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3 Best Places to Get a Personal Loan From Credit Union

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When you need cash for a large expense, a personal loan from a credit union could fit the bill. Credit unions tend to have lower interest rates than banks on products like personal loans. Still, it’s important to compare credit union loans to determine which have your best terms. Below, we look at three credit union personal loans with some of the best features and terms on the market.

3 best credit unions for personal loans

Credit Union APR rates Loan amounts
Navy Federal Credit Union 7.49%–18.00% $250 to $50,000
PenFed Credit Union 7.74%–17.99% Up to $50,000
Alliant Credit Union 6.24%–10.24% $1,000 to $50,000
  • APR: 7.49%–18.00%
  • Terms: Up to 60
  • Borrowing limits: $250 to $50,000
  • Origination fee: None
  • Credit score requirement: Not specified

Navy Federal Credit Union is on the high end in terms of personal loan APRs on this list. It does, however, offer the lowest borrowing limit and the option for shorter available terms, which may make it a better choice for those who want to borrow a smaller amount over a shorter period.

What makes this a good choice for borrowers whose credit needs polishing is not only is Navy Federal’s APR rate capped at 18% while other types of lenders can charge up to 36%, but this credit union also allows borrowers to cosign on loans or apply for secured loans. This means that, while you probably won’t get this credit union’s lowest rates, you won’t get stuck paying extremely high interest rates if you don’t have great credit. Navy Federal can generally fund an approved personal loan immediately and charges a late fee of $29.

Pros Cons
No origination fee Higher APR rates compared to other credit unions on this list
Low minimum borrowing limit Must have a military tie in order to be eligible for membership
Allows borrowers to cosign on loans There is a $29 late fee if you miss payments

How to join Navy Federal Credit Union

If you don’t know how to get a loan from a credit union, the first thing you’ll want to do is learn about membership eligibility requirements. To join Navy Federal Credit Union, you’ll need to meet the following requirements:

  • Be a current or retired member of the armed forces
  • Be a Department of Defense civilian employee, contractor or retiree
  • Be a family of current members, including parents, grandparents, siblings, grandchildren and household members are also eligible

PenFed Credit Union: Best for excellent credit

  • APR: 7.74%–17.99%
  • Terms: Up to 12 to 60
  • Borrowing limits: Up to $50,000
  • Origination fee: None
  • Credit score requirement: Not specified on lender website

Out of all the credit unions on this list, PenFed Credit Union offers the lowest APR rates to its borrowers. Like other credit unions, PenFed issues the most competitive APRs to borrowers with excellent credit histories, so borrowers with lower credit scores getting a personal loan through a credit union should not expect to secure the lowest APR. You do not need to become a member in order to apply for a personal loan with PenFed, however, you will have to become one if you accept the loan. The institution’s late fee is $29.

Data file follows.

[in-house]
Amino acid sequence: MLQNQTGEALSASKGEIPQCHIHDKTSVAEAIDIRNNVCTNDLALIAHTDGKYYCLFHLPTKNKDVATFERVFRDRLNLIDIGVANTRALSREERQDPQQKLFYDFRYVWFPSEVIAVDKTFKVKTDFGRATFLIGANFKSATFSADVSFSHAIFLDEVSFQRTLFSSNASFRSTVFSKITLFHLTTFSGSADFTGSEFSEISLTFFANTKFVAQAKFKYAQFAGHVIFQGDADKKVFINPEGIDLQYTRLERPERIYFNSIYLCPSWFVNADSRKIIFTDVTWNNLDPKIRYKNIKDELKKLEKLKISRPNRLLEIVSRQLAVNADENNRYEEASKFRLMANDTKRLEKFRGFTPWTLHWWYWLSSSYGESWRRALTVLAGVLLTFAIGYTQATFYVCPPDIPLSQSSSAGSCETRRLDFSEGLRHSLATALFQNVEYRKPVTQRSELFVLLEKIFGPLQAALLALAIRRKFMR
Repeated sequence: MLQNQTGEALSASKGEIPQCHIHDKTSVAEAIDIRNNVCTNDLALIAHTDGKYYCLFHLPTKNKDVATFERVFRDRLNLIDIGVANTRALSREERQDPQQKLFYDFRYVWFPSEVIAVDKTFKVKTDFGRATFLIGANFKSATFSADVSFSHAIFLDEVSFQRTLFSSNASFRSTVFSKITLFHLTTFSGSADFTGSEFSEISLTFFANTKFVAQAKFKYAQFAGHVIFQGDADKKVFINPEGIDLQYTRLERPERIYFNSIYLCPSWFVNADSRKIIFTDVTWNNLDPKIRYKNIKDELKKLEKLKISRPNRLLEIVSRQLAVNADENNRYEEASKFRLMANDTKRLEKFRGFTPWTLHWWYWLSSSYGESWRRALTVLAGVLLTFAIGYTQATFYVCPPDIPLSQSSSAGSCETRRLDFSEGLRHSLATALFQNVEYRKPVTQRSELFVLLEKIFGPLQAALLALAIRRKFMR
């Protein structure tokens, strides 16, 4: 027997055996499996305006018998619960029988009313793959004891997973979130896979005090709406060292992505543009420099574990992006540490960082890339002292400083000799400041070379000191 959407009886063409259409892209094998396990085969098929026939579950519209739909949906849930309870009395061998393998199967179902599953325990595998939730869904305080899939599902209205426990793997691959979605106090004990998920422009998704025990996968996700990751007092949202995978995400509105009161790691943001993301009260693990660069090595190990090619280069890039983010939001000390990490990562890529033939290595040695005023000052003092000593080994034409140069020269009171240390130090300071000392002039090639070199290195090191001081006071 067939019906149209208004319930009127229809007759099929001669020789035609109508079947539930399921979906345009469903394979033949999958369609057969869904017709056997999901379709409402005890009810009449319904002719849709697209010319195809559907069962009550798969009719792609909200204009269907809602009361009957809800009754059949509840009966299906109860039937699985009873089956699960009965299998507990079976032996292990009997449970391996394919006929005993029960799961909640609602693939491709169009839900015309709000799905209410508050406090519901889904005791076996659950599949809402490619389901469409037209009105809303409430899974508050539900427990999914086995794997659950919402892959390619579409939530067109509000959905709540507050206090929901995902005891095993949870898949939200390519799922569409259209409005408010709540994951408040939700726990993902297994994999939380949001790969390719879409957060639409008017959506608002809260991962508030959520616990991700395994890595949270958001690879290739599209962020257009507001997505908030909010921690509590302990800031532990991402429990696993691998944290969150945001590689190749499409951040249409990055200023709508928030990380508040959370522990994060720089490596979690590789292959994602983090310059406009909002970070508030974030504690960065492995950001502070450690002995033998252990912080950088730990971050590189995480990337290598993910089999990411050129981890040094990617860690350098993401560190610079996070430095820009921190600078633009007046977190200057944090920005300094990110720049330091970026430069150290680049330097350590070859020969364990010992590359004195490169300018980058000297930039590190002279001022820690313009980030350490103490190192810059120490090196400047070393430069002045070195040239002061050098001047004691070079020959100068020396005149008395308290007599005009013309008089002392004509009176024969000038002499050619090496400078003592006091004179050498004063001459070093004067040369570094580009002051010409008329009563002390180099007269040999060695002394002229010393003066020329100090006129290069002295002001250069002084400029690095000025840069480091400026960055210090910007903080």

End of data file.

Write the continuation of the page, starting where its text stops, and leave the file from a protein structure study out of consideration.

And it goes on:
Pros Cons
Lowest APR rates compared to the rest of the credit unions on the list Charges late fees
No penalties for paying off your personal loan early Can take one to two business days to deposit funds into your account
No origination fee If you have excellent credit, you may be able to find lower rates elsewhere

How to join PenFed Credit Union

You don’t need to become a member to apply. However, should you choose to move forward and fund your loan, you’ll need to become a member. It’s an easy process and anyone can join. To establish your membership, PenFed will open a Savings/Share Account for you. You’ll need to provide a $5 initial deposit.


Alliant Credit Union: Best for debt protection

  • APR: 6.24%–10.24%
  • Terms: 12 to 60
  • Borrowing limits: $1,000 to $50,000
  • Origination fee: None
  • Credit score requirement: Not specified on lender website

Alliant offers same-day funding, over 80,000 ATM locations and no prepayment penalties on credit union loans. Downsides to Alliant’s personal loans, however, is that the longer your loan term is, the higher the minimum APR rate becomes, and the organization has no branch locations. This makes Alliant a more strategic lender for those looking for short-term loans. A particularly striking feature is the institution’s optional debt protection plan, which helps to make Alliant a contender as the best credit union for loans. Through this paid plan:

  • A borrower’s loan balance can be canceled upon death (up to $100,000)
  • Up to 12 payments can be canceled in the event of disability
  • As many as three payments can be canceled after involuntary unemployment
Pros Cons
No prepayment penalties Minimum APR rate increases the longer the length of the loan
Can offer funds the same day you apply online No physical branches you can visit
Extensive number of ATM locations (80,000+) Does not offer secured loans as an option

How to join Alliant